Aged 42 and 270 days, the Japanese player on Tuesday defied her years once again as she took just 44 minutes to beat Carina Witthoeft in Wimbledon's first round.
To add some context, when Date-Krumm reached her highest-ever ranking of fourth in the world in 1995, it was the year Tuesday's opponent was born.
As a caveat, Date-Krumm did take a 12-year break between 1996 and 2008, but even taking that into account, her staying power remains outstanding.
There is no special reason as to why, though, other than a passion for Chinese and Japanese teas, as well as her appetite.
She carries a teapot around with her at all times - it made an appearance in her post-match press conference - and she said: "I like Chinese tea. Sometimes Japanese tea. I drink a lot. I have a teapot, so I always carry it.
"But I eat a lot. I eat more than my husband. I eat more than my coach. So I eat a lot. But, of course, I eat healthy food."
Krumm's run to Wimbledon's last four in 1996 - she was halted by the great Steffi Graf - was one of three semi-final appearances in slams before she retired.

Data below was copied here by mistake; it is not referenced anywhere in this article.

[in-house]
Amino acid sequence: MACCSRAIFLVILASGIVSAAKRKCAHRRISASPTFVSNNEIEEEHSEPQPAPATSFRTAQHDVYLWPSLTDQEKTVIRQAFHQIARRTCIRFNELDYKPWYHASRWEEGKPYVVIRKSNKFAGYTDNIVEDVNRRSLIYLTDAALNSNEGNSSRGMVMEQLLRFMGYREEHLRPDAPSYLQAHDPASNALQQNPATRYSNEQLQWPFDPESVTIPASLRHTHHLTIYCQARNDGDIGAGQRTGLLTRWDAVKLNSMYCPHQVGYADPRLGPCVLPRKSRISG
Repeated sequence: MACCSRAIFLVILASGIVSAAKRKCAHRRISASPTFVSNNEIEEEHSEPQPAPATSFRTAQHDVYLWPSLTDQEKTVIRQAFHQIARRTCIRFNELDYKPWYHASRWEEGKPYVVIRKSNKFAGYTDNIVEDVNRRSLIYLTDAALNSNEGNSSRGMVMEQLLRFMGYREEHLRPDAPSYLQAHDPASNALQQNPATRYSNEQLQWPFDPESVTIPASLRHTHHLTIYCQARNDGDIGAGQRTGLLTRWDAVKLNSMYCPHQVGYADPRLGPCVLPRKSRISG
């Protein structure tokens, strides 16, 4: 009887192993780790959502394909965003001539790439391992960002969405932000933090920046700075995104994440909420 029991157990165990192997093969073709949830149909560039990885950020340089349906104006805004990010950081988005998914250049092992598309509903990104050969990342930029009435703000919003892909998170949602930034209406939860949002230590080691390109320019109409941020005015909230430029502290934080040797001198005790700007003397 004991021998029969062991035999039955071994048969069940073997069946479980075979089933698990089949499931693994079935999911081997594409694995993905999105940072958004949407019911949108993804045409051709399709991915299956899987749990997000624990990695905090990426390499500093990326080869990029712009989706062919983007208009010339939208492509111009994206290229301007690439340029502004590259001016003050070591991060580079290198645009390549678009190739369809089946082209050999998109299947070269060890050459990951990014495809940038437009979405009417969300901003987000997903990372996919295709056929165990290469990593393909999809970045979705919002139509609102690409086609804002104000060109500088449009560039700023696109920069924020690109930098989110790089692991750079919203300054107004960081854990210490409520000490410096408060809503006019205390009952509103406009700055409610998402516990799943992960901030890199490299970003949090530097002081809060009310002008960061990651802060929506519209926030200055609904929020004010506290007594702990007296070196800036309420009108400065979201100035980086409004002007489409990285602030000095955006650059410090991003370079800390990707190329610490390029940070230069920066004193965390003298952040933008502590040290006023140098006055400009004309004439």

Since returning five years ago, her career has been made up of a number of days like on Tuesday, almost giving her an extended lap of honour wherever she appears.
Without that break, it is unlikely she would have been able to carry on into her forties, but she also admits that it helped her get a different view of the sport.
"When I was 25, I stopped tennis. After 12 years I came back on the tour. In the 12 years I enjoyed my life. I married a German guy," she said, referencing racing driver husband Michael Krumm.
"I never thought I would miss tennis, miss the tour. But I love sports and I love tennis. I was working for TV and watching from outside the court. I thought how tennis is a beautiful sport.
"Then my mind started changing a little bit. When I was young I always practised, trained and needed to win. I had the pressure and did not enjoy it so much.
"After that, when I came back, I enjoyed it very much, even when I'm losing. I have a lot of passion."
Date-Krumm's first-round success makes her one of the oldest Wimbledon winners in recent times, but she still has some way to go to surpass Martina Navratilova, who at the age of 47 in 2004 posted a 6-0 6-1 victory against Catalina Castano.